“On a wildlife management area, the firearm has to be in a case while being transported,” said Mike Sabaka, a staff lieutenant with the South Carolina Department of Natural Resource’s law enforcement division. “We are pretty liberal down here and there are no gun case restrictions or requirements, except on the state lands. Also, we do restrict target practice on WMA lands. That activity must be in a designated target shooting area.”
And according to Tennessee’s Wildlife Resources Agency, on WMAs and Public Hunting Areas, all guns must be unloaded while being transported in those areas. A muzzleloader is considered to be unloaded if the cap is removed from the nipple. A crossbow is considered to be unloaded if the bolt is removed from the device. No case is required, and guns can lay across the seat or be placed in a gun rack in the vehicle.
Michigan adds a new twist to the transporting issues. It requires that all firearms be unloaded in the magazine and chamber (both) for transporting, and enclosed in a case or equipped with a closed trigger lock. No mention of where you have to store the trigger lock key. Firearms can also be carried in the trunk of a vehicle with a trunk. In case—pun intended—you wonder when the regulations apply, “the regulations are in effect whether your vehicle is parked, stopped, moving or is on private or public property.” Again, there’s the gray area about when you are preparing to go, or returning from, hunting.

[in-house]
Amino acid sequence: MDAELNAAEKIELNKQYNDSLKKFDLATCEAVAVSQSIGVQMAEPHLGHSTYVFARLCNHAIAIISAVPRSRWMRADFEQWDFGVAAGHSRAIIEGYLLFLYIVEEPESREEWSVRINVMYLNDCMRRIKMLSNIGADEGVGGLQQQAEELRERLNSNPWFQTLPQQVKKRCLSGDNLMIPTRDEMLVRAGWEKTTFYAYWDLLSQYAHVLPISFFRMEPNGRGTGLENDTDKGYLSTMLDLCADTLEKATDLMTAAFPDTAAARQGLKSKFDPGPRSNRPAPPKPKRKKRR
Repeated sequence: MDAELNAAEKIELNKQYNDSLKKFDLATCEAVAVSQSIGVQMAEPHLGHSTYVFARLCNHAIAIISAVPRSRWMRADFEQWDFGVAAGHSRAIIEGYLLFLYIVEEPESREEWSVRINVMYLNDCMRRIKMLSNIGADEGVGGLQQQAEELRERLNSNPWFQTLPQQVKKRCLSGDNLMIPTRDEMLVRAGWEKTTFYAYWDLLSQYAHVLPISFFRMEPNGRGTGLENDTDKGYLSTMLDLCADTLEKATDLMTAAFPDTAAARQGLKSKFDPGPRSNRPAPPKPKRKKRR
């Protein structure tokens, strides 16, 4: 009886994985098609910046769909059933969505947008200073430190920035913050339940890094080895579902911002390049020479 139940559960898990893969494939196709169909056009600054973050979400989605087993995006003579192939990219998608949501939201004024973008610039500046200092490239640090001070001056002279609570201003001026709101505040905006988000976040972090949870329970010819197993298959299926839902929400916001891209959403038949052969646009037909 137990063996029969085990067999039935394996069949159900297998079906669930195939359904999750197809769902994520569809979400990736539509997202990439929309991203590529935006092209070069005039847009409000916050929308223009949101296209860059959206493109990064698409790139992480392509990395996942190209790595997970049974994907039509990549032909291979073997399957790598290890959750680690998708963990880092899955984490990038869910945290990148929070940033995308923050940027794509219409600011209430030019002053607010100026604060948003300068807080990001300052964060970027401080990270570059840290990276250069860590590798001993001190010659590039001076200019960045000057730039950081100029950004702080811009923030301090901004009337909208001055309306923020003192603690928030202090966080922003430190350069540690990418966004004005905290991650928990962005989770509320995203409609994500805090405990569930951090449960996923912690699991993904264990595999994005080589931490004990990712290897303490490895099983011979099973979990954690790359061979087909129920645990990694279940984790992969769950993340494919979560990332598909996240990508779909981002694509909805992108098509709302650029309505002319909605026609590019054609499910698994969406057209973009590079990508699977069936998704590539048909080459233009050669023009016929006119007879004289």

In South Dakota, no person may possess a firearm while riding on or operating a snowmobile, motorcycle or off-road vehicle, unless the firearm is completely unloaded and completely enclosed in a carrying case. Apparently, a firearm does not have to be cased by hunters riding in a truck, as trucks are not mentioned in the rules. South Dakota’s Game, Fish and Park regulations also give numerous examples when uncased firearms and bows are permitted, and most are in specified areas during open hunting seasons. This printed text is actually easier to follow than many states’ vague case laws that create more questions than provide guidelines. But don’t get the idea that you can travel everywhere in South Dakota with a firearm on the truck seat. Firearms must be unloaded and cased when traveling through all national parks, national monuments and national memorials in the state.